History: 1923 Wood Co., Wisconsin's Early Settlement

Poster: History Buffs


----Source: History of Wood County, Wisconsin compiled by George O. Jones, Norman S. McVean and others : illustrated. H. C. Cooper, Jr. & Co., 1923, CHAPTER VII.

----1923 History of Wood Co., Wisconsin's Early Settlement




The first step in the civilization of Wood County was taken nearly a century ago. The event has been described by a former historian, writing 42 years ago for the "History of Northern Wisconsin" (1881), and who, in addition to documentary evidence, not improbably had the opportunity of interviewing one or more persons who were personally cognizant of the facts. His account, therefore, as being doubtless correct in its main features, will be here repeated, in substance where not verbatim, with additions from other sources.

In the winter of 1827, Daniel Whitney of Green Bay, obtained a permit from the Winnebago, granting him the privilege of making shingles on the Wisconsin River. He employed 22 Stockbridge Indians, his nephew, David R. Whitney, and another man, being employed as superintendents. Colonel Childs was engaged to take the party up the river and supply them with provisions. He conveyed them to the mouth of Yellow River, where he left them. On his return he was informed by Major Twiggs, commanding officer at Fort Winnebago, that Whitney's men must be sent out of the country, and, if he went up the river he would get into trouble. Disregarding the advice of Twiggs, Childs went to where the men were working and found that they had made about 200,000 shingles. Soon after this Major Twiggs sent a force up the Wisconsin, took away a part of Whitney's shingles and destroyed the rest, by which act Whitney lost about $1,800.

In 1831 Daniel Whitney obtained a permit from the War Department to erect a saw mill and cut timber on the Wisconsin River. In 1831-32, assisted by his nephew and A. B. Sampson, he built the first mill at the place known as Whitney's Rapids, below Pointe Basse and about ten miles below Wisconsin Rapids; or, to locate it more definitely, it was on Government Lot 1, Section 10, Township 21 north, Range 5 east, the same section in which the Nekoosa Paper Mill now stands, the mill being on Lot 5. Messrs. Grignon & Merrill, having obtained a similar permit, built a mill at Grignon's Rapids in 1836. These two establishments were ,the first lumbering plants on the Wisconsin River and in Wood County.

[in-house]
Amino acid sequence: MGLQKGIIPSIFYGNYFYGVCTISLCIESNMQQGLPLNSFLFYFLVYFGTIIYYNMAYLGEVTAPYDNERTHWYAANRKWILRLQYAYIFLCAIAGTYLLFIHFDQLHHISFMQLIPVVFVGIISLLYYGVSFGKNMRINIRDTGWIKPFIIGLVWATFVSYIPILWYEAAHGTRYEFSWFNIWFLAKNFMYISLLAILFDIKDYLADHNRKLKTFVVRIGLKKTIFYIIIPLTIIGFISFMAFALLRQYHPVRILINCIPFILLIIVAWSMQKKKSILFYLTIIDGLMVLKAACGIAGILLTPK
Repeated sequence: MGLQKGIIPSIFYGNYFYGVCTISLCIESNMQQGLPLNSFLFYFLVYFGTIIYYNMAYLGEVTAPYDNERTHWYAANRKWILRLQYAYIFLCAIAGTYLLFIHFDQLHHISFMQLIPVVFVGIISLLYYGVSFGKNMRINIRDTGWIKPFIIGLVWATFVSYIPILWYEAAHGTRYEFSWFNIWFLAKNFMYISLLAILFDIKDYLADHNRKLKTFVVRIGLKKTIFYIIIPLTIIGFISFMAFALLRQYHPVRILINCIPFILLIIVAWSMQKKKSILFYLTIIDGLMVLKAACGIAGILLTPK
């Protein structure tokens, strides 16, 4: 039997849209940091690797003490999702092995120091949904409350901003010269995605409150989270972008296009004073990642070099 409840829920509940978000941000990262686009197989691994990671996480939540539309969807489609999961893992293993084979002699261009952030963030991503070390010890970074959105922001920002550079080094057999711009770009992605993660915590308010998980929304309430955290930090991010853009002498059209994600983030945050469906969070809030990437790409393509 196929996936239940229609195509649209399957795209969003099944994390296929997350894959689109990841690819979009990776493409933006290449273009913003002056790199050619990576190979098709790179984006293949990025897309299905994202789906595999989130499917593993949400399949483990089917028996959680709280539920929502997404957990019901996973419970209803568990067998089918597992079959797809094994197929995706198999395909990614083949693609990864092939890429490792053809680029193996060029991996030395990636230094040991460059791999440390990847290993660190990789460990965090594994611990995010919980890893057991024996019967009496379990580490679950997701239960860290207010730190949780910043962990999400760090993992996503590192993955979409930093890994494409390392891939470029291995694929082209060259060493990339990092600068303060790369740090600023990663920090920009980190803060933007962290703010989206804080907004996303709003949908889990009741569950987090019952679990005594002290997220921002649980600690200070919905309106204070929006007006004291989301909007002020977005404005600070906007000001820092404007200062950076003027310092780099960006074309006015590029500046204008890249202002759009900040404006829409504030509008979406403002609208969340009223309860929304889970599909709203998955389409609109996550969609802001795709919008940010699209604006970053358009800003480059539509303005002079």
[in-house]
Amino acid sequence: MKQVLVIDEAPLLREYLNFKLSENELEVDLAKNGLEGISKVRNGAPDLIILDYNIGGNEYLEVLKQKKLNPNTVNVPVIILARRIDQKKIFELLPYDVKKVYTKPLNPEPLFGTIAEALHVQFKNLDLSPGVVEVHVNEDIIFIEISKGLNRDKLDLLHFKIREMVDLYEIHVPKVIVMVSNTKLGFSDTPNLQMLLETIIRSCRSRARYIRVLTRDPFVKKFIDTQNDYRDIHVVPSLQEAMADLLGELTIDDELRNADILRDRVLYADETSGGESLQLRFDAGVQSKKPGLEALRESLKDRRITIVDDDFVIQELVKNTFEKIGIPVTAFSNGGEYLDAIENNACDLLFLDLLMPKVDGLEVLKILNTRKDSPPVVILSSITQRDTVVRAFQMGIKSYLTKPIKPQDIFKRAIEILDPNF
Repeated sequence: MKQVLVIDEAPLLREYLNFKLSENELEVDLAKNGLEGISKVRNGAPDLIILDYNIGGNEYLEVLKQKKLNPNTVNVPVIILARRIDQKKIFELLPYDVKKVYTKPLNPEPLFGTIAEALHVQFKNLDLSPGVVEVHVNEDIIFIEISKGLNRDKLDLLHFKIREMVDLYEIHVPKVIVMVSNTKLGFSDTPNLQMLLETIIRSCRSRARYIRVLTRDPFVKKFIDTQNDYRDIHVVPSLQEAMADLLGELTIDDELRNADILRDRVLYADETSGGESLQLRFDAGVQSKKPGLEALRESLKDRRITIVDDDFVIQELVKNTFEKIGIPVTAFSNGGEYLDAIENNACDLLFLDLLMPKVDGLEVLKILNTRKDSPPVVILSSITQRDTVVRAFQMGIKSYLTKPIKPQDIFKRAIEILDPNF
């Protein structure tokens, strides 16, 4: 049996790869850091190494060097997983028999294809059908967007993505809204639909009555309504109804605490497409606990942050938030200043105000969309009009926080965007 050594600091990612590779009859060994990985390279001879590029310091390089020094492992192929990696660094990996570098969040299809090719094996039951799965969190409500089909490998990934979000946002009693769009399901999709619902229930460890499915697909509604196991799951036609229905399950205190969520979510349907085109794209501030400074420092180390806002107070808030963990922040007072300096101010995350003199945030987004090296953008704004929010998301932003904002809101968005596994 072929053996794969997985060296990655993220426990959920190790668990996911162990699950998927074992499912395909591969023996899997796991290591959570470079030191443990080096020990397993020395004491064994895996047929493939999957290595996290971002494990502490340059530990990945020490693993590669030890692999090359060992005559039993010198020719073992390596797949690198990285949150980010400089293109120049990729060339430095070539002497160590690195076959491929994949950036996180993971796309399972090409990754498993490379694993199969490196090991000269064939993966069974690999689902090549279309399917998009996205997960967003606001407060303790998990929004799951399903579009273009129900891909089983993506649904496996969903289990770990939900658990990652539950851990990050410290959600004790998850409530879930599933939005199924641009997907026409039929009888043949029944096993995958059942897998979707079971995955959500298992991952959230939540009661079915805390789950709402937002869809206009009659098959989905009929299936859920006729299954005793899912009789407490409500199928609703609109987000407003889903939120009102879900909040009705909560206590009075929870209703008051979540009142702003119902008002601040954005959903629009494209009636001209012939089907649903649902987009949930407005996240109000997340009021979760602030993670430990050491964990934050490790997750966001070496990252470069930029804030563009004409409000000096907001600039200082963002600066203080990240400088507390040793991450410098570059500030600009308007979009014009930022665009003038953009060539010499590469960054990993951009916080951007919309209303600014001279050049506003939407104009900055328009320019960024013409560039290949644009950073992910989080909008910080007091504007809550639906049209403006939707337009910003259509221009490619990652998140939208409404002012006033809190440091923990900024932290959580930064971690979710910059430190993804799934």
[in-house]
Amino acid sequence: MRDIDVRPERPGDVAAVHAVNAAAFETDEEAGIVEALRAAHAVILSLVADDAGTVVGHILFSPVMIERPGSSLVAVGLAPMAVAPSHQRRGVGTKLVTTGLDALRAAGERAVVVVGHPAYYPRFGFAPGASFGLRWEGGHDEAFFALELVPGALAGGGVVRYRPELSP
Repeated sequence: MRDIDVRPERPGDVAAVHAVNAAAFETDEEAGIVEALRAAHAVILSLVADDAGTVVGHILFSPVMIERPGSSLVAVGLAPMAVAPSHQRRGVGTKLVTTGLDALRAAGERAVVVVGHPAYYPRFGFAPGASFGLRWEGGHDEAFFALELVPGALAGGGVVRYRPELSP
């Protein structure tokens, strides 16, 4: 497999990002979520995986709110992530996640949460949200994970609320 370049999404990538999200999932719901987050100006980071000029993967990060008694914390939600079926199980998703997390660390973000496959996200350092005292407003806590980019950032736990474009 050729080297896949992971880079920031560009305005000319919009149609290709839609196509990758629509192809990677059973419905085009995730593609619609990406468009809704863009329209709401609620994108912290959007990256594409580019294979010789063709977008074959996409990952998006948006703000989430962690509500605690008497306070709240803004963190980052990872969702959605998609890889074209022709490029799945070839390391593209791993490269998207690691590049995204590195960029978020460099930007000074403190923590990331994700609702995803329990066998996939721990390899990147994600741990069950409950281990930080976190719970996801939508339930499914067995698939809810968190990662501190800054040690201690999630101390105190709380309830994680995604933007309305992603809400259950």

"The treaty of 1836, by which the title of the Menominee Indians was extinguished to a strip of land six miles wide, from Pointe Basse 40 miles up stream, was obtained especially to open the country to the lumbermen. The high price and quick demand quickened the business and the river was explored from Pointe Basse to Big Bull Falls that year. The occupation and clearing of the most eligible sites quickly followed. Two mills were soon established at Grand Rapids, one at Mill Creek, and others on the same stream. The Indian title to the land was extinguished in 1848. This opened the whole of the Upper Wisconsin country to the settler. The timber then included white, yellow and Norway pine, rock and soft maple, nearly all the varieties of oak, balsam fir, white and red cedar, spruce, hemlock, ash, poplar, basswood and hickory. A wide market was immediately available, embracing not only that near home but practically all the states west of the Mississippi, and the business progressed and developed rapidly." The United States Government had trouble with the whites cutting timber where they had no authority to do so, and in February, 1839, the government authorized Joshua Hathaway to make a survey along the Wisconsin River from Pointe Basse (now Nekoosa) to Wausau. The survey covered the territory three miles back from the river, and the field notes and survey records were returned to the government in May, 1840. This was known as the Three Mile Survey, and it was not until 1851 and 1852 that the land further back from the river was surveyed. When placed on the market and offered at nominal prices the number of settlers began to increase. Where once stood one log shanty, hamlets and villages began to spring up, some of which in time developed into cities. Settlers from eastern and other states flocked to Wisconsin, manufacturing and general industries grew rapidly, giving promise that before many years the region would become one of the first states in the Union.